The Supreme Court’s decision on this matter will be of great significance to entities that place high volumes of automated calls. If the Court agrees with Facebook, plaintiffs’ ability to bring TCPA cases will be greatly curtailed. If the Court agrees with the TCPA plaintiff, the plaintiffs’ bar is likely to continue suing businesses that make automated calls. Entities that place automated calls—or organizations acting on their behalf—may wish to consider submitting amicus briefs on Facebook’s behalf.
Until the Supreme Court rules in Facebook, Inc. v. Duguid, companies should continue to implement strategies designed to mitigate the risk of TCPA litigation. Companies should develop and implement robust practices designed to ensure that automated calls are made only to consumers who provide the required consent (which must be written in certain circumstances, including telemarketing calls). This evidence may include, among other things, (i) records of consent to receive calls or texts placed via ATDS or pre-recorded voice, (ii) recordings of calls with consumers, and (iii) dialer logs.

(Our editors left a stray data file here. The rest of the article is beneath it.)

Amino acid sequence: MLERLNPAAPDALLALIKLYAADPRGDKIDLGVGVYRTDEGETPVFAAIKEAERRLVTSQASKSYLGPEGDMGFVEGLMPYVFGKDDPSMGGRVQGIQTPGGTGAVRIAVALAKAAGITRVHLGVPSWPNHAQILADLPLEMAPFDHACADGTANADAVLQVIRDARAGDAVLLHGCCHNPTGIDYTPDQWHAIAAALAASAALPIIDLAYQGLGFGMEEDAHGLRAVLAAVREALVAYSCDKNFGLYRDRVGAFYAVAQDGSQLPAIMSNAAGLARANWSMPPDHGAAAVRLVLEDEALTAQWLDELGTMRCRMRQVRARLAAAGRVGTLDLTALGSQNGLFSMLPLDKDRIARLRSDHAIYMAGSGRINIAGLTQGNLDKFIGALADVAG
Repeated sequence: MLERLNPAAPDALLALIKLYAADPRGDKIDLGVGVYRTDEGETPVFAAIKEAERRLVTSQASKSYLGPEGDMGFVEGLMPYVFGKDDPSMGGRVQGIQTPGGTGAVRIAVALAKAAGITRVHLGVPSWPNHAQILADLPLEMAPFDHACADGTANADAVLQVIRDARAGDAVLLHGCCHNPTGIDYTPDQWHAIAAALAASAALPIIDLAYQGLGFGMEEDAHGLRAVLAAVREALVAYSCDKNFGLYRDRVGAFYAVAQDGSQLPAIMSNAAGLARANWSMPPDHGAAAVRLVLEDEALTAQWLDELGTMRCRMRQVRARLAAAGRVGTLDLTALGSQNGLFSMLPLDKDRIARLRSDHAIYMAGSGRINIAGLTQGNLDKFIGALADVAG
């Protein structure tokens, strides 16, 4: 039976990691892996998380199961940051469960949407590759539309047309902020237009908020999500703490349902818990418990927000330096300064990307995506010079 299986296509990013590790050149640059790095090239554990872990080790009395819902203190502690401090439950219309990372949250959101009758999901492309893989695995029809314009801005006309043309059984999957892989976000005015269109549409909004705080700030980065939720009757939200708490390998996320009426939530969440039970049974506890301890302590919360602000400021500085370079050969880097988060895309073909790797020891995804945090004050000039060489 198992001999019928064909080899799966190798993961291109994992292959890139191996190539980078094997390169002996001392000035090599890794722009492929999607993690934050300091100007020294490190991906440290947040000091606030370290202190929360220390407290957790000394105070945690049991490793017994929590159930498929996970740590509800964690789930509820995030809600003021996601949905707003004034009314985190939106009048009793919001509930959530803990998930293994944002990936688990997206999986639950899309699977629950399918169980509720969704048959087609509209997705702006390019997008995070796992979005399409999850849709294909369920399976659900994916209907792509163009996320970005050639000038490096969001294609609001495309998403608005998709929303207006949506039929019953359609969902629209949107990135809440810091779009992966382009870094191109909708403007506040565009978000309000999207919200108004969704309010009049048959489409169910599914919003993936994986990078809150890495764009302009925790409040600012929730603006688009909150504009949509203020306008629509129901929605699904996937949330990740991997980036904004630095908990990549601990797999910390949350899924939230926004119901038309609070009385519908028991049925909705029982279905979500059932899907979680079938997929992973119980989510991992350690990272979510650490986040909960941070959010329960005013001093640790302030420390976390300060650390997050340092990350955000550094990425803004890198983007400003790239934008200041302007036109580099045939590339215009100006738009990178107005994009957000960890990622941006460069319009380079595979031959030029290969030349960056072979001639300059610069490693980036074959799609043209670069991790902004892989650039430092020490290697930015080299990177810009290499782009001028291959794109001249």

Although every situation is different, a TCPA defendant may be able to secure early dismissal if it can prove that the plaintiff provided the required consent. And if circumstances in which the plaintiff is not the consumer (e.g., if a wrong number is inadvertently entered into a consumer’s records), a company that has robust consent practices should have a strong argument that a class action cannot be certified because individualized inquiries are needed to determine whether each call recipient was called with or without consent.
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